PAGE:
SINGAPORE (The Straits Times/ ANN) - China rail links to Europe to have little effect on Singapore as a key port.
China's ambitious plans to create a modern-day Silk Road by way of building roads and railways abroad are unlikely to change the face of global shipping, said industry observers. This means Singapore's position as a key hub port, in turn, will be little affected as well.
China made further headway in its drive to connect with the rest of the world by high-speed rail when it launched its first rail freight service to Britain on Sunday.
China Railway Corporation announced on Monday that the train, carrying clothes, bags and other items, departed from Yiwu in the eastern Zhejiang province, said a Bloomberg report. It will travel more than 12,000km over 18 days - passing through places such as Kazakhstan, Russia and Germany - before arriving in London.
London is the 15th European city to now have direct trains from China as part of President Xi Jinping's "One Belt, One Road" initiative, which is aimed at boosting trade ties with markets across Asia, Africa, the Middle East and Europe.
Mr Turloch Mooney, senior editor for Asia at IHS Maritime & Trade, expects rail freight services between China and Europe to grow strongly. But he added that the impact on shipping will be "minimal" because of the limited capacity that block trains offer. The London-bound train, for example, is carrying about 200 TEUs (twenty-foot equivalent units) of goods, while a large container vessel can carry as many as 20,000 TEUs.
"Rail does offer certain advantages over sea freight and air freight," Mr Mooney told The Straits Times, noting that rail journeys from China to Europe can take about 15 to 19 days - about half the time taken by sea (33 to 38 days), though slower than by air (three to five days).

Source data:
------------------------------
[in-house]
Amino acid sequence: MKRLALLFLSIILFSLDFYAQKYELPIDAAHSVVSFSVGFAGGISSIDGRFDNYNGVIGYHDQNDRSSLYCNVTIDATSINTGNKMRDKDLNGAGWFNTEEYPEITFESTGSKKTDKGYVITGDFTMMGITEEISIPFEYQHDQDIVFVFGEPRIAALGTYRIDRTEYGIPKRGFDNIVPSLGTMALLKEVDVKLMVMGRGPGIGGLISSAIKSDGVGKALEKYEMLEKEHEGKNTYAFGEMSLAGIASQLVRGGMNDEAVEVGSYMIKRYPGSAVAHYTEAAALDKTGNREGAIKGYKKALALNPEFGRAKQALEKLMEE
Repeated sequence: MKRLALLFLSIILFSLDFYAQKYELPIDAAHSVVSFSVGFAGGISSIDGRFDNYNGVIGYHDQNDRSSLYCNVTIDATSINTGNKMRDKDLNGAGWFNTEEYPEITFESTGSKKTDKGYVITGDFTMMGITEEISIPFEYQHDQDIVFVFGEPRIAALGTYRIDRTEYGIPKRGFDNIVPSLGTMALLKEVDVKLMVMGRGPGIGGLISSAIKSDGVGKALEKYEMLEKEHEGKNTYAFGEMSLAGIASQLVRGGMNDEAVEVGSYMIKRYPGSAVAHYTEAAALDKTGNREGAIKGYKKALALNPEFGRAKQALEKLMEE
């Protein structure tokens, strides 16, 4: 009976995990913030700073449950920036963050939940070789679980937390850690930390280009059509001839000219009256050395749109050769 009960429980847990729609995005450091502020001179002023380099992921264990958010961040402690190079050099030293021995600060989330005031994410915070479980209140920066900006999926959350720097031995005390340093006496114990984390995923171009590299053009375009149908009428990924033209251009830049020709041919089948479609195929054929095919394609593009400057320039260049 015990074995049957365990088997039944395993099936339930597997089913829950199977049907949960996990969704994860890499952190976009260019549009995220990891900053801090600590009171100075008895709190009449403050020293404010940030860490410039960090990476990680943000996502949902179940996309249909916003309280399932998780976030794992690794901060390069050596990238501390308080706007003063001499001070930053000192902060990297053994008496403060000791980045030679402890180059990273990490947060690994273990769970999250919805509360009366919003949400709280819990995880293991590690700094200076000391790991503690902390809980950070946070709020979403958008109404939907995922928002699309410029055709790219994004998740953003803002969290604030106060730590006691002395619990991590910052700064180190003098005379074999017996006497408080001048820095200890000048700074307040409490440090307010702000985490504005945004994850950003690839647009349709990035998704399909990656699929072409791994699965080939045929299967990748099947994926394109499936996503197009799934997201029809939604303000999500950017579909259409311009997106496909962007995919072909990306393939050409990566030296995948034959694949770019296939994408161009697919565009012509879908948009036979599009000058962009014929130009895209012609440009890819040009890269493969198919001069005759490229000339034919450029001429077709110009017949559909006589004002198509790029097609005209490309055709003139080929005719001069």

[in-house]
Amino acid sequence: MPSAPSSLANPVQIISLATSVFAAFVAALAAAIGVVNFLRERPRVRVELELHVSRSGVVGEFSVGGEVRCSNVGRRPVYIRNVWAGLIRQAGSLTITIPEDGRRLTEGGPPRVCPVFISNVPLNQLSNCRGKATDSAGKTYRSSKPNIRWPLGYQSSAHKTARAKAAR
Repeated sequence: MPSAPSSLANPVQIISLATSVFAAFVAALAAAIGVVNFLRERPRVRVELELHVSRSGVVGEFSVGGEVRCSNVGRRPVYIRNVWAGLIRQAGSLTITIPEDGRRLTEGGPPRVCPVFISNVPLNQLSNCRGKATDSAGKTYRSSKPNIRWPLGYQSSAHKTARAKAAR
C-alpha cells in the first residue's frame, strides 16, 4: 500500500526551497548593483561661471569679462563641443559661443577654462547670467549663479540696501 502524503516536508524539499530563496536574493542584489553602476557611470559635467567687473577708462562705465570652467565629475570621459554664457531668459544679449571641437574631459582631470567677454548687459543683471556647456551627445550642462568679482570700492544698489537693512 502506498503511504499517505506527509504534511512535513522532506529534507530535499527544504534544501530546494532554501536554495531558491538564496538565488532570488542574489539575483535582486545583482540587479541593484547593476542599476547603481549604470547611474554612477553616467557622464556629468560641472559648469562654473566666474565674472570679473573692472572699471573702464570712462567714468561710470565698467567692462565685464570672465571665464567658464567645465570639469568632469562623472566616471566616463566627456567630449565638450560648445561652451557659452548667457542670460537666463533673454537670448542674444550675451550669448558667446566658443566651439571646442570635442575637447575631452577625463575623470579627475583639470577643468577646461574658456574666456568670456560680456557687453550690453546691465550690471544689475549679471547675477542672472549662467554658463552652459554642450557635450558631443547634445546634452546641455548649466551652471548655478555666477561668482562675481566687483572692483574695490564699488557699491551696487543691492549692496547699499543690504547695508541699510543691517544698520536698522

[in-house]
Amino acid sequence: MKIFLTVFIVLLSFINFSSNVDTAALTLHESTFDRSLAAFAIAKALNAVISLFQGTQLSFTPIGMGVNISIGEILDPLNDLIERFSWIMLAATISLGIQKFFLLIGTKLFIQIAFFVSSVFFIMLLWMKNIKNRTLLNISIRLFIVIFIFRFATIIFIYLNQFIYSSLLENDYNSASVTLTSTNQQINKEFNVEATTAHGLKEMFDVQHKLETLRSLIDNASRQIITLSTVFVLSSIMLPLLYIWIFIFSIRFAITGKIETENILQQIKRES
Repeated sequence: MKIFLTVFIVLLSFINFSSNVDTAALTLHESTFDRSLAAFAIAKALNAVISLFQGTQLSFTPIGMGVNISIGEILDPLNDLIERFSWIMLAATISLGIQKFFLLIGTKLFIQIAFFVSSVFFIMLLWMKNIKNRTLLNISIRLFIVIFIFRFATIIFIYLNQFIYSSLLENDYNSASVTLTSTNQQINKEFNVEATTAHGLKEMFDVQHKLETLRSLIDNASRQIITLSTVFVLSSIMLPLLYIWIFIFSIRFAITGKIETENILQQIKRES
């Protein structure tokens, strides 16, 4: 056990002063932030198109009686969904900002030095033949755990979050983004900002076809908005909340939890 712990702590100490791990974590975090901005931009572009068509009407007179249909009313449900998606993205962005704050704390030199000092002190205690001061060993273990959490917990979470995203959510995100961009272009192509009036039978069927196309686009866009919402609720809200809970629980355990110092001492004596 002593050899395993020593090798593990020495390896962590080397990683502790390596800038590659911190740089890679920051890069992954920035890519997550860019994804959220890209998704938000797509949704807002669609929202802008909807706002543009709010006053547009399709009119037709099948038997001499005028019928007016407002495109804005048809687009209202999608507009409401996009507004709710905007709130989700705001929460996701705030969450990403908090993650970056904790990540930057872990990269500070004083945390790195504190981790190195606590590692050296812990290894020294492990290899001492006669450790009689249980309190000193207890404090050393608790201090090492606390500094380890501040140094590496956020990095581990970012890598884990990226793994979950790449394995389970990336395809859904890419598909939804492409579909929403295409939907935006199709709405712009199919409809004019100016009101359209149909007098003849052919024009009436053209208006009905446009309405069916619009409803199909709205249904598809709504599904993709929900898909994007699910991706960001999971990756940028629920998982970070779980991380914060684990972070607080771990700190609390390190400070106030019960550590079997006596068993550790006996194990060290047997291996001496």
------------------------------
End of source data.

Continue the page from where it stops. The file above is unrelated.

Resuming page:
"However, the capacity limitation means volumes are unlikely to ever amount to more than a few per cent share of total Europe- bound volumes," he said.
He added that while transporting a container by rail can be 20 times less expensive than by air, it is still three to five times more costly than shipping by sea.
Mr Victor Wai, lead analyst for ports at Drewry Financial Research Services, said that all of this means that shipping is not likely to be replaced by rail freight services.
"The cost advantage of sea freight over rail freight remains significant, especially when container ships come with economies of scale. High-value or time-sensitive goods will benefit from the shorter transit time, but not general merchandise goods," he said.
Mr Wai added that where Singapore is concerned, the impact, if any, will be negligible. Even the East Coast Rail Line project - a RM55 billion (S$17.6 billion) railway link financed by China that will connect ports on the east and west coasts of Peninsular Malaysia - is unlikely to pose a threat to the Republic as a transshipment hub.
Ocean Shipping Consultants director Jason Chiang said: "The time savings from using the East Coast Rail Line project is likely to be minimal, and it would be difficult to see how it could be commercially viable, given that a shipper would need to pay for multiple port and rail handling fees instead of shipping directly."